I get asked to speak at many different events but yesterday was the first time I had spoken at a United Nations conference. I was at the UN Annual Forum on Business and Human Rights, speaking in a session on how partnerships involving business, government, and NGOs are working to address difficult issues – in my case living wage for Malawian tea workers.
The conference attracts several thousand participants from around the world. As we queued in the bright Geneva sunshine to get through security into the iconic building, I chatted to Honduran academics, African NGO leaders, and European trade experts, all of whom, in one way or another were here to discuss the role of business in human rights and sustainability, and how to achieve more rapid change on the ground.
It is somewhat alarming that our work was held up as a ‘good practice example’, when the Malawi 2020 Tea Revitalisation Programme (Malawi 2020) is still so new and has so much work ahead of it. But after a morning of rather dry presentations on frameworks and guidance, and theoretical discussions of the different roles of government, business, and NGOs, I can see why there is so much interest in Malawi 2020.
As well as the progress that the Malawian tea industry has already made in raising wages, the audience was also impressed with the way the Malawi 2020 programme has managed to bring together the entire value chain and how they have all been involved in making the changes needed to achieve a competitive industry that is paying living wages.While everyone knows that difficult human rights and sustainability issues can only be tackled by collaboration between very different organisations, making this work in practice is very difficult. While it is easy to state ‘all stakeholders have their role to play’, clearly laying out each organisation’s different responsibilities and defining work programmes in order to achieve our joint goals, as we have done in the case of Malawi 2020, is much more unusual – see Malawi 2020 Tea Revitalisation Roadmap.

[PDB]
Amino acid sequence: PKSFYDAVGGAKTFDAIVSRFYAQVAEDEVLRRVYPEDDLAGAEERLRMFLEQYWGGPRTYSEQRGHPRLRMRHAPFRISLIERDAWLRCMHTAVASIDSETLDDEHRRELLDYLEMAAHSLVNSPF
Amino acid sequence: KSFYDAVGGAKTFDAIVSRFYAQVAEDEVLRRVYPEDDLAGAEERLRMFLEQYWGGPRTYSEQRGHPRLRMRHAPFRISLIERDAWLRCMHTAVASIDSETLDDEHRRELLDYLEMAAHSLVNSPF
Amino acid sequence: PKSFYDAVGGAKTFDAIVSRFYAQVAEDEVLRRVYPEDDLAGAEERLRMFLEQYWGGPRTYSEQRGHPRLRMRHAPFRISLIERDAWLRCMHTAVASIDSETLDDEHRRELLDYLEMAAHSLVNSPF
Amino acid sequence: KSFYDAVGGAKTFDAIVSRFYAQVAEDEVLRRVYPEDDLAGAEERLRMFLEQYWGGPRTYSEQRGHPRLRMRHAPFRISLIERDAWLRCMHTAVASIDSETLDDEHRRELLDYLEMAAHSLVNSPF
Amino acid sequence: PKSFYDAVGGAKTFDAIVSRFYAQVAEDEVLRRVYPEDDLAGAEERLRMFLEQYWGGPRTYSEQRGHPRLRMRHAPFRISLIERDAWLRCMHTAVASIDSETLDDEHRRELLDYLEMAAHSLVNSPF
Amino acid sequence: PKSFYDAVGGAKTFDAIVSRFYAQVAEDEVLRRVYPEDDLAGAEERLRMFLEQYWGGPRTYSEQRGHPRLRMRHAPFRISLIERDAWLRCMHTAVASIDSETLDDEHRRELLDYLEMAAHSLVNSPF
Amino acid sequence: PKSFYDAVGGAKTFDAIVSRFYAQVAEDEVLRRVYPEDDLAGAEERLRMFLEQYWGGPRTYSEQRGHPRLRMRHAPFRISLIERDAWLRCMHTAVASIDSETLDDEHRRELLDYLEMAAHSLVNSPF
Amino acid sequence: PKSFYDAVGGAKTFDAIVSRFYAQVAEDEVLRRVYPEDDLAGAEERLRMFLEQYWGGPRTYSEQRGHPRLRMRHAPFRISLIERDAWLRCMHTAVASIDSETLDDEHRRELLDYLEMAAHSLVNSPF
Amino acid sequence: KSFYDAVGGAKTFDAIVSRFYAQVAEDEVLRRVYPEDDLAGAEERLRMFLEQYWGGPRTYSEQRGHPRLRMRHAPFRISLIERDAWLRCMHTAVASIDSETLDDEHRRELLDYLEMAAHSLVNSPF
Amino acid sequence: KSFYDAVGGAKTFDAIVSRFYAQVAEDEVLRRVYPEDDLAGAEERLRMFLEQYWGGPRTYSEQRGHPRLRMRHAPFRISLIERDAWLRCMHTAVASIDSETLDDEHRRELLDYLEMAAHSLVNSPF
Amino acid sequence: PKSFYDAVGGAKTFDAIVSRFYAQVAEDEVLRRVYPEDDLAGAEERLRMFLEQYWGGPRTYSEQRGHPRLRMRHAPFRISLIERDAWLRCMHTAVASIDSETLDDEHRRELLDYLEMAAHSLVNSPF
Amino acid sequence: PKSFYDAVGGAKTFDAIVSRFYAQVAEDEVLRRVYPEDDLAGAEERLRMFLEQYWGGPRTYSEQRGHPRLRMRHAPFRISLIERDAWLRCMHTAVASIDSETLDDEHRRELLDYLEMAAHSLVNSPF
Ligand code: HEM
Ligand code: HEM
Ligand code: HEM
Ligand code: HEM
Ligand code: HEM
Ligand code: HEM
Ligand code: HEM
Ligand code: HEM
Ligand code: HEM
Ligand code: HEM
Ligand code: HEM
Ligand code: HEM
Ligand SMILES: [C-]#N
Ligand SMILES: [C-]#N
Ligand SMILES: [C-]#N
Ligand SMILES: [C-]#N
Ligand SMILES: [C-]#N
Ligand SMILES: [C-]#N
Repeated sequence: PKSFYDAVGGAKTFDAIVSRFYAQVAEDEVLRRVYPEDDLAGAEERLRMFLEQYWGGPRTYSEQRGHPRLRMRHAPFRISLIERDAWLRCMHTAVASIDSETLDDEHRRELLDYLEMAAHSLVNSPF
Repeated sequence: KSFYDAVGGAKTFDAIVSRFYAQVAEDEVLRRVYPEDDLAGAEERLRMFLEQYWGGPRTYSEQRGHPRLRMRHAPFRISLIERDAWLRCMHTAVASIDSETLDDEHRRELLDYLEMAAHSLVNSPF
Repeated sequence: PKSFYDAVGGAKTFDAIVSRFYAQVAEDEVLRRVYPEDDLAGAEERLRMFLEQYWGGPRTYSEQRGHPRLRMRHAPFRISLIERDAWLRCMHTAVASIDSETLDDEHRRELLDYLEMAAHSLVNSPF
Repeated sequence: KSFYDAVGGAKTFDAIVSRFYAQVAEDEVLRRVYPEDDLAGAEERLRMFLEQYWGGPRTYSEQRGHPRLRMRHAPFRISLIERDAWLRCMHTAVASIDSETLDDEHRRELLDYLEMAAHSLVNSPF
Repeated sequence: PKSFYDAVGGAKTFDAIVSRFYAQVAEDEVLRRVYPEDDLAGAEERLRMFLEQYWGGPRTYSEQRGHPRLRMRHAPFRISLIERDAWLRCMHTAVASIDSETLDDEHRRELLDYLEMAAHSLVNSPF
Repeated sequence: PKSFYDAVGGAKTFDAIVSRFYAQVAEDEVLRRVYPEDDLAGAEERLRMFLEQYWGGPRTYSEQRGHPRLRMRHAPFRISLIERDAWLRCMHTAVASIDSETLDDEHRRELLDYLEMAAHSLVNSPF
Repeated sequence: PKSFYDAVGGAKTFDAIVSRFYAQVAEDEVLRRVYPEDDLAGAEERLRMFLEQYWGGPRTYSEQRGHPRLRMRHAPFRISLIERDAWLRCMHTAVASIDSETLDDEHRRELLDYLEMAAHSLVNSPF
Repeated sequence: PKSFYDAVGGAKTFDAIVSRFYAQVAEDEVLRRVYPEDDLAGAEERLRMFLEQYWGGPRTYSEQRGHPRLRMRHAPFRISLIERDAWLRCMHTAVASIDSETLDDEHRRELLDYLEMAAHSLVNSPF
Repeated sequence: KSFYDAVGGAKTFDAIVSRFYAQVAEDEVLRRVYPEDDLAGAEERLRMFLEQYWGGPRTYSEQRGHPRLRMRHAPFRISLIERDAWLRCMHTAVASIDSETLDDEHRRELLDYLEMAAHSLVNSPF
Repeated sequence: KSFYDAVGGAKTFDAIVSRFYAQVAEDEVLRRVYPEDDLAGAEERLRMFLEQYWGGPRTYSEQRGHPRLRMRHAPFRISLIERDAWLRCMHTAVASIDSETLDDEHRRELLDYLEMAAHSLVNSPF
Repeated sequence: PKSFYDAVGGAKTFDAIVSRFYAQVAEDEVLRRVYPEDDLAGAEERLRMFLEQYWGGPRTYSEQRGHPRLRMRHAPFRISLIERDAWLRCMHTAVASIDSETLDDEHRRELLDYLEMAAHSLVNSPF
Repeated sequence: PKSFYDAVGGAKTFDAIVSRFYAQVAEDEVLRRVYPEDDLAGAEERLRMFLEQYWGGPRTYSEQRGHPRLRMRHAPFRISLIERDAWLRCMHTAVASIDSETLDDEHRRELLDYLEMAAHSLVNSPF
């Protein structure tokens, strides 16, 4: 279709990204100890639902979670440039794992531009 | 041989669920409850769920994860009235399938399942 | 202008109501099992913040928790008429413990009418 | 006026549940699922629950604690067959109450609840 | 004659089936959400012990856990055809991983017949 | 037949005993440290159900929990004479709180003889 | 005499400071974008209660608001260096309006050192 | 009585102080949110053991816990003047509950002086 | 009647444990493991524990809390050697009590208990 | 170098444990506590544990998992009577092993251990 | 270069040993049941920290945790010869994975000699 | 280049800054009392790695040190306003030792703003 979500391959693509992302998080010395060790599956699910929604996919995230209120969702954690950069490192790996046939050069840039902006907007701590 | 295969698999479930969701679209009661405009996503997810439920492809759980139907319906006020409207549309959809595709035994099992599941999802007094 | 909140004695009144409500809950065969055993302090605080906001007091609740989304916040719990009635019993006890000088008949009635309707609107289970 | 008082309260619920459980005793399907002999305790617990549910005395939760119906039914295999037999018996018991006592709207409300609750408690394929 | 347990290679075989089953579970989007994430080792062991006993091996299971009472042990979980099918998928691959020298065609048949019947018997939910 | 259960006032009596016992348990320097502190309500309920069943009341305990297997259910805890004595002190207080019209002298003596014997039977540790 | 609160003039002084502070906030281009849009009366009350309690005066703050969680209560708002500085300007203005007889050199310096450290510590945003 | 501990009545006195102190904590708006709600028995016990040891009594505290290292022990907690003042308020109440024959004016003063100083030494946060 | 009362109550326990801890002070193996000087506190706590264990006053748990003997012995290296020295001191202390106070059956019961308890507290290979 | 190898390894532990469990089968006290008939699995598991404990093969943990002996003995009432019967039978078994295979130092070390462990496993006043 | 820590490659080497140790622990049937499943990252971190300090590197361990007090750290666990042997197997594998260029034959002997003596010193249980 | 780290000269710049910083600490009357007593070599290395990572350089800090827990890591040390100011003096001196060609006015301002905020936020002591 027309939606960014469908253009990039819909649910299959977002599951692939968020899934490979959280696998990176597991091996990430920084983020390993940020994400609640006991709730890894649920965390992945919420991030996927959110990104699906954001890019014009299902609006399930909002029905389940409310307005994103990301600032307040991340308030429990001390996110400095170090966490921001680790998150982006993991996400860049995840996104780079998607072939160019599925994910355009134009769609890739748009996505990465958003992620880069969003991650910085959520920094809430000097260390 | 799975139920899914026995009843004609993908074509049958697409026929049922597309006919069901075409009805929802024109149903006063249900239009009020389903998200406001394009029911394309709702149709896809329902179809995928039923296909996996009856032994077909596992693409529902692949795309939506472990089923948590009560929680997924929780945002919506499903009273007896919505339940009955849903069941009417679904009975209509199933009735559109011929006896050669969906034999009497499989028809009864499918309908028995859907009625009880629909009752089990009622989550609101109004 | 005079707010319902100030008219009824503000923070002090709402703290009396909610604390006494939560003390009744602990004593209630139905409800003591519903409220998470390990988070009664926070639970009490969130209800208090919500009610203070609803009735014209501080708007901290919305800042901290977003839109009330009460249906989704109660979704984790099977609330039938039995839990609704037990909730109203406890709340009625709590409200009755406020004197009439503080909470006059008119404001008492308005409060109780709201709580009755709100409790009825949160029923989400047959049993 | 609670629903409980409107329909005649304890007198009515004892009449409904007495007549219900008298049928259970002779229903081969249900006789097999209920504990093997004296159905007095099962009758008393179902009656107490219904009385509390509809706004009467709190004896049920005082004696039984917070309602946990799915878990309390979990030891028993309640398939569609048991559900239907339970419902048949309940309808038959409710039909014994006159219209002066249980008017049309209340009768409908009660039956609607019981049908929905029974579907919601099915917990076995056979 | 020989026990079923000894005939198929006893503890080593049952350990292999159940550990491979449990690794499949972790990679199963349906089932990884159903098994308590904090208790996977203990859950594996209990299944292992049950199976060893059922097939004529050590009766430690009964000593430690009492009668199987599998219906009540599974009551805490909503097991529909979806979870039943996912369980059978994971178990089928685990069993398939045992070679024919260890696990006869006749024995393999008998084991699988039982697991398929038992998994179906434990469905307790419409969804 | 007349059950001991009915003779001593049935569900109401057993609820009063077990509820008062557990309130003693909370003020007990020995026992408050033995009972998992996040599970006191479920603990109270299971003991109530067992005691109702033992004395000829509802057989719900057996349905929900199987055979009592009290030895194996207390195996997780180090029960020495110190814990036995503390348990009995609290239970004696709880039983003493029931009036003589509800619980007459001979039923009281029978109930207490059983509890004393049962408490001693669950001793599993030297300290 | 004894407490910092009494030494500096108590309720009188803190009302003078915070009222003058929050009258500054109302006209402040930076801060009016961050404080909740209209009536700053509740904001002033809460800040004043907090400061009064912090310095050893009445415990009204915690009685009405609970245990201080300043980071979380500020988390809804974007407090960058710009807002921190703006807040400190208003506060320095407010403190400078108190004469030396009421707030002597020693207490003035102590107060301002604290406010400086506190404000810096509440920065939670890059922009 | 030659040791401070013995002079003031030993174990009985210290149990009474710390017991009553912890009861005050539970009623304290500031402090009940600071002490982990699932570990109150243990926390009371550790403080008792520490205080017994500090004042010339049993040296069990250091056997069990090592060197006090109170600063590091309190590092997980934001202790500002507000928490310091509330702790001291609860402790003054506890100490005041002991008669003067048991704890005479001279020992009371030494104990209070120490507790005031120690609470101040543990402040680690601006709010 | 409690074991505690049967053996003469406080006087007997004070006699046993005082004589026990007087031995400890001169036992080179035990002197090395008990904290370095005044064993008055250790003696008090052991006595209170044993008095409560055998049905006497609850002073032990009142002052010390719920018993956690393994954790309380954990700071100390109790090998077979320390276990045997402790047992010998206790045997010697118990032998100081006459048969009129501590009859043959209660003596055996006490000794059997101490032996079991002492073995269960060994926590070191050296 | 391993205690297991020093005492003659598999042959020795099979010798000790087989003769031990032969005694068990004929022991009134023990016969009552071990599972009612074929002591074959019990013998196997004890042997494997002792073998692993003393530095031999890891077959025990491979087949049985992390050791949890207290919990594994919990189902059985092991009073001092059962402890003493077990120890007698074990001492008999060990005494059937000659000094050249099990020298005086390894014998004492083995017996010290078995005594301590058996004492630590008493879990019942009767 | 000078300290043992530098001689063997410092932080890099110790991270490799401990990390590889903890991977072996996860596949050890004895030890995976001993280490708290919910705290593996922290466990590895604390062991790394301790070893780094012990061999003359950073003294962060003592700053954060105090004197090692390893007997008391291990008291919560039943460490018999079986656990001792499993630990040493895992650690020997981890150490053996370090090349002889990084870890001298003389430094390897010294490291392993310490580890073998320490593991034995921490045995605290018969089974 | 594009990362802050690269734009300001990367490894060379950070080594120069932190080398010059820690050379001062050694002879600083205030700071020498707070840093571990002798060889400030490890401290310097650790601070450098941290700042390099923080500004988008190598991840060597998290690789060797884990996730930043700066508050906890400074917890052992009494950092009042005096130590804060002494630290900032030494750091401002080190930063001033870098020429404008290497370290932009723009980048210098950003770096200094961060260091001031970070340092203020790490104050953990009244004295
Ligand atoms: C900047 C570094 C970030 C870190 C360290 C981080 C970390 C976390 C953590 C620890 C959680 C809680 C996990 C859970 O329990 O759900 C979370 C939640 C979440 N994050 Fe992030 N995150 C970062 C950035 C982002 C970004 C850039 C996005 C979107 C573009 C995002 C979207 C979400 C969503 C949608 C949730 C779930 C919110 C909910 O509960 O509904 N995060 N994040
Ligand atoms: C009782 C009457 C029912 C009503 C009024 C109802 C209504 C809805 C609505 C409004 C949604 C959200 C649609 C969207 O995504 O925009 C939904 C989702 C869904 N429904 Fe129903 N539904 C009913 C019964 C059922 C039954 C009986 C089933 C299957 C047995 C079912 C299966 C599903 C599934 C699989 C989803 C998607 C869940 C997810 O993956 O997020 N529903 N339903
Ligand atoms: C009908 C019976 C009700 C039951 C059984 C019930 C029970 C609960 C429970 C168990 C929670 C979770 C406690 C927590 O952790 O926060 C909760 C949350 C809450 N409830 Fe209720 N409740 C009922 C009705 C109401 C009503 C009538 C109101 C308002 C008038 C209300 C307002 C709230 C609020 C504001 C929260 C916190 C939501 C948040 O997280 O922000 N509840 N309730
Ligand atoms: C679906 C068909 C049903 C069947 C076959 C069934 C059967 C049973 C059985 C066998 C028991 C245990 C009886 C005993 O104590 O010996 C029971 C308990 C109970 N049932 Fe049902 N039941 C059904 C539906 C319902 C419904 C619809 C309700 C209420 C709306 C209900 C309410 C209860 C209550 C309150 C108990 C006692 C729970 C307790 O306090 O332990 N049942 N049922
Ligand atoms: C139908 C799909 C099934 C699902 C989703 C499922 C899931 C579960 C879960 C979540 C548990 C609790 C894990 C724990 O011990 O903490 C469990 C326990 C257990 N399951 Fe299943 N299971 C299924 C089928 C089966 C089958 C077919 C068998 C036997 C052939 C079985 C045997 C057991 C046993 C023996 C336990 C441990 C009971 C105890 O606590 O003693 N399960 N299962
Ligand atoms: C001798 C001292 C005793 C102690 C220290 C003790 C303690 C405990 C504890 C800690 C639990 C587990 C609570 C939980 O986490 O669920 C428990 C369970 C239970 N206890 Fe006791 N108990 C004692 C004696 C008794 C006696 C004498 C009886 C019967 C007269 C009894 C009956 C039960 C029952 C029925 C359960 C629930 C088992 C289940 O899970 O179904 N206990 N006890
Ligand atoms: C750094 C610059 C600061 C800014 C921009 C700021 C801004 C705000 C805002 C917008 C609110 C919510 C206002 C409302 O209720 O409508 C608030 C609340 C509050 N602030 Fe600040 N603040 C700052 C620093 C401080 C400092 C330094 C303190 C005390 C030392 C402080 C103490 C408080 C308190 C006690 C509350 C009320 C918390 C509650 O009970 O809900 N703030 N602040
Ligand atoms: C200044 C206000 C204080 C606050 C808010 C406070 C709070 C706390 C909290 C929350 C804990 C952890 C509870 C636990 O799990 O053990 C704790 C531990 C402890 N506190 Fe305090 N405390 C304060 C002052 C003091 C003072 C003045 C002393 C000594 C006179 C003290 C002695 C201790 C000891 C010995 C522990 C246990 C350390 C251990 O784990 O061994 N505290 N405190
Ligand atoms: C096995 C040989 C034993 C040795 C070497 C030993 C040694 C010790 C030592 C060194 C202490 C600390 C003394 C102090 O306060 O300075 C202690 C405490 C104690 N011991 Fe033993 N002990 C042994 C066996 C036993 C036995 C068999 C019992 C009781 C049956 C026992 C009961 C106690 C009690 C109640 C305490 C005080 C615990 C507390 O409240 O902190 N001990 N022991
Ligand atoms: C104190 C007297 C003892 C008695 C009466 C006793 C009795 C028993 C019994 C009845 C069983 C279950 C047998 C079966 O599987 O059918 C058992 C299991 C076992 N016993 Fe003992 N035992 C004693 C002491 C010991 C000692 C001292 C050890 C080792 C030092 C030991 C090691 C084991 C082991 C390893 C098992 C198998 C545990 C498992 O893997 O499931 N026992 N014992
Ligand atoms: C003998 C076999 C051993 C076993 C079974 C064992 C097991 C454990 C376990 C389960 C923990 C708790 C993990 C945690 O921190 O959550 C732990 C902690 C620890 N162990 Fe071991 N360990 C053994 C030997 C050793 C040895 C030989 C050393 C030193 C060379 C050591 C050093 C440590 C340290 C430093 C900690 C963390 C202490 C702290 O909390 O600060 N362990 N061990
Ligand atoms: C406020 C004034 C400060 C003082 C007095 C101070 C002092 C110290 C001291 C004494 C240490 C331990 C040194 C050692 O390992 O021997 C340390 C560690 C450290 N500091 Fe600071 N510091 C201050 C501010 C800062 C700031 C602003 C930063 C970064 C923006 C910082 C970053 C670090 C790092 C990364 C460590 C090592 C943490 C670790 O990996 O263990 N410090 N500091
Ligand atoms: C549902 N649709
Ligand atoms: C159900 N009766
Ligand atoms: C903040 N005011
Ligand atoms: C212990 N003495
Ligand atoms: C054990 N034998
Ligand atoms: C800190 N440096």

It was a unique experience and privilege to share a panel with people grappling with huge changes in their country. Also in the session were panellists from Myanmar who were discussing the challenges of setting up a Special Economic Zone (SEZ) to attract investment and the implications for residents who are being resettled. It was fascinating to hear the perspectives from community members, government, and the Japanese organisation supporting the development of the SEZ. While a very different issue, some of the learnings on how they got everyone who needed to be involved sitting round the table and finding a governance structure and modus operandi that different stakeholders will trust, were similar.Rachel Wilshaw from Oxfam was also on the panel and we did not gloss over the difficulties we have experienced in getting to a working partnership, nor to the challenges ahead. There was interest from the Forum in hearing how the Malawi 2020 Programme progresses and in inviting other participants, such as the Malawian Government and producers, to participate in future events.
Also see: Malawi 2020 Factsheet